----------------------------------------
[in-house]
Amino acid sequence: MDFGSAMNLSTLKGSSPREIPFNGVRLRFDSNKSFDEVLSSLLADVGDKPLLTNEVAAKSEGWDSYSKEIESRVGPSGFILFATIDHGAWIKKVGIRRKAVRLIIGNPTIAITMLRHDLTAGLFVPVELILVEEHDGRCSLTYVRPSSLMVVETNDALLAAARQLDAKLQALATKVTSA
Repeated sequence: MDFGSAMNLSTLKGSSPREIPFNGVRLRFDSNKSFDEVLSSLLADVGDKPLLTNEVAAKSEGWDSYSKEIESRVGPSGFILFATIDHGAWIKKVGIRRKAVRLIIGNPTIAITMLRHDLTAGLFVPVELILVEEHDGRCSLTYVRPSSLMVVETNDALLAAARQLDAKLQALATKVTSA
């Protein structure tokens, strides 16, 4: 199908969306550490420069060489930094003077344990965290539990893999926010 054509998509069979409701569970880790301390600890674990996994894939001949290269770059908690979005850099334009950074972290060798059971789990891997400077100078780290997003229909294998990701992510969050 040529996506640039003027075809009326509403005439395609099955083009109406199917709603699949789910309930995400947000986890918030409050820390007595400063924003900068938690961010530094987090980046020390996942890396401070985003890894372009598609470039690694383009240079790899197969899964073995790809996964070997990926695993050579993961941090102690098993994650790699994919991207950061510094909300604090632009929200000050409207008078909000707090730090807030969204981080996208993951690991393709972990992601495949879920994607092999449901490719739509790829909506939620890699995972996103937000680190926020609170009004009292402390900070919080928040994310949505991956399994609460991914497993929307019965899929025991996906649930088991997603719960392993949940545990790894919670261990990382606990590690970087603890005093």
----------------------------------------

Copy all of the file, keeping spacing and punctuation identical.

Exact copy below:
[in-house]
Amino acid sequence: MDFGSAMNLSTLKGSSPREIPFNGVRLRFDSNKSFDEVLSSLLADVGDKPLLTNEVAAKSEGWDSYSKEIESRVGPSGFILFATIDHGAWIKKVGIRRKAVRLIIGNPTIAITMLRHDLTAGLFVPVELILVEEHDGRCSLTYVRPSSLMVVETNDALLAAARQLDAKLQALATKVTSA
Repeated sequence: MDFGSAMNLSTLKGSSPREIPFNGVRLRFDSNKSFDEVLSSLLADVGDKPLLTNEVAAKSEGWDSYSKEIESRVGPSGFILFATIDHGAWIKKVGIRRKAVRLIIGNPTIAITMLRHDLTAGLFVPVELILVEEHDGRCSLTYVRPSSLMVVETNDALLAAARQLDAKLQALATKVTSA
């Protein structure tokens, strides 16, 4: 199908969306550490420069060489930094003077344990965290539990893999926010 054509998509069979409701569970880790301390600890674990996994894939001949290269770059908690979005850099334009950074972290060798059971789990891997400077100078780290997003229909294998990701992510969050 040529996506640039003027075809009326509403005439395609099955083009109406199917709603699949789910309930995400947000986890918030409050820390007595400063924003900068938690961010530094987090980046020390996942890396401070985003890894372009598609470039690694383009240079790899197969899964073995790809996964070997990926695993050579993961941090102690098993994650790699994919991207950061510094909300604090632009929200000050409207008078909000707090730090807030969204981080996208993951690991393709972990992601495949879920994607092999449901490719739509790829909506939620890699995972996103937000680190926020609170009004009292402390900070919080928040994310949505991956399994609460991914497993929307019965899929025991996906649930088991997603719960392993949940545990790894919670261990990382606990590690970087603890005093």